The crusade period between 1095/1099 and 1291 marks an important break in European history. It is still part of collective memories and moreover forms present images of the Middle Ages. But how were the crusades to the East seen in the late medieval times themselves, in the time of the emerging European nation states, of an increasing cultural encounter and of an increasing ability of reading and writing?
The interdisciplinary project explores the so far less examined cultural memory of the crusades in the 14th and 15th centuries. It examines the function of crusader narratives in Latin and vernacular sources from different European countries. In interpreting them as narratives that not only document, but restructure and form the past, the projects analyses how images of the crusades were adapted and used for different purposes. The comparative analysis will result in a monograph and contribute to current academic debates on the forming and altering of cultural memories in the society.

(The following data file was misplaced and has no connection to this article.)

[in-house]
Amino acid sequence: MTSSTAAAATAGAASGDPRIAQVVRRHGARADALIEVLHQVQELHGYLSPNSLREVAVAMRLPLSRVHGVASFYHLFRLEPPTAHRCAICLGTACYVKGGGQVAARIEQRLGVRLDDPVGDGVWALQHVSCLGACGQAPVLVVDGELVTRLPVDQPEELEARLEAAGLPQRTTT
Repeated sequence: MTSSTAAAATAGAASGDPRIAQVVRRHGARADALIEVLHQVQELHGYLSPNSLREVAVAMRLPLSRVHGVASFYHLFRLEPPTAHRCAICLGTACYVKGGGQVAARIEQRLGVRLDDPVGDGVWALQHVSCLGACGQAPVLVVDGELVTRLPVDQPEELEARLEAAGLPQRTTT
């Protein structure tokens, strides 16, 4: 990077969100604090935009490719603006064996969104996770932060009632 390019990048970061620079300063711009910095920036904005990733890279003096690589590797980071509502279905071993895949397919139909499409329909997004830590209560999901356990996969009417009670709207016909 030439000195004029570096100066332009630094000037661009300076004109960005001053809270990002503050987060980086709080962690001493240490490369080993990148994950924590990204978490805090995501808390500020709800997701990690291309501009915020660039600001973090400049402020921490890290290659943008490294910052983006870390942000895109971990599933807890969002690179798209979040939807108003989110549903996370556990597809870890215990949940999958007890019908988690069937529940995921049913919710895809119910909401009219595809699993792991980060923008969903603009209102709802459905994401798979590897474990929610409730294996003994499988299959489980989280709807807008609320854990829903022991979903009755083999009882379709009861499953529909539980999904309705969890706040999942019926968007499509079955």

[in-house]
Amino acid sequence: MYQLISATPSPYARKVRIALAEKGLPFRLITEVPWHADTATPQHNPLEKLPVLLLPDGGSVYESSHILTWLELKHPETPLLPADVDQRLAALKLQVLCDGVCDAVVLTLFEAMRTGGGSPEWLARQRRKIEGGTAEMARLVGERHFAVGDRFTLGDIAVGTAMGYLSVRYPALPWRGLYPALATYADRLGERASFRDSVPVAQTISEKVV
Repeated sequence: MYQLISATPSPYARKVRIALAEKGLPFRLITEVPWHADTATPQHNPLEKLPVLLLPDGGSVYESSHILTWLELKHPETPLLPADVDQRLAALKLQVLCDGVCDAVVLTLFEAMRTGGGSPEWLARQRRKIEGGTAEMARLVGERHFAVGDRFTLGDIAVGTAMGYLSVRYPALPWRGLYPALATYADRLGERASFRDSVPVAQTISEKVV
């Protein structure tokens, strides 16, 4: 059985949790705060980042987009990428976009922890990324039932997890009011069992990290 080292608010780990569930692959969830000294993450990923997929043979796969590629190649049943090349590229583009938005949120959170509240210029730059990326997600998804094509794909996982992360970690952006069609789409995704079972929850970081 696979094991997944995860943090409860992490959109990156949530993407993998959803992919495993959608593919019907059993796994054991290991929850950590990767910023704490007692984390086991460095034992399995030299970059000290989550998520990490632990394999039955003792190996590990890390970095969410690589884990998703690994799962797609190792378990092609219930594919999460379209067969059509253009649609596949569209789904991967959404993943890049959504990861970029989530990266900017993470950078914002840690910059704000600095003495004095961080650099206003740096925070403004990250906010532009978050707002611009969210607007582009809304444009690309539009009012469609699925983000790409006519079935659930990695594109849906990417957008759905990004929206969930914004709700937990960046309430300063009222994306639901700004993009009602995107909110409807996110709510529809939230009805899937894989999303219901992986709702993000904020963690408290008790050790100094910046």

cultural memory, concepts of the past, Crusades, Holy Land, Jerusalem, pilgrimage, 14th-15th century, historiographical writing, chronicles, pilgrimage accounts, maps, places of remembering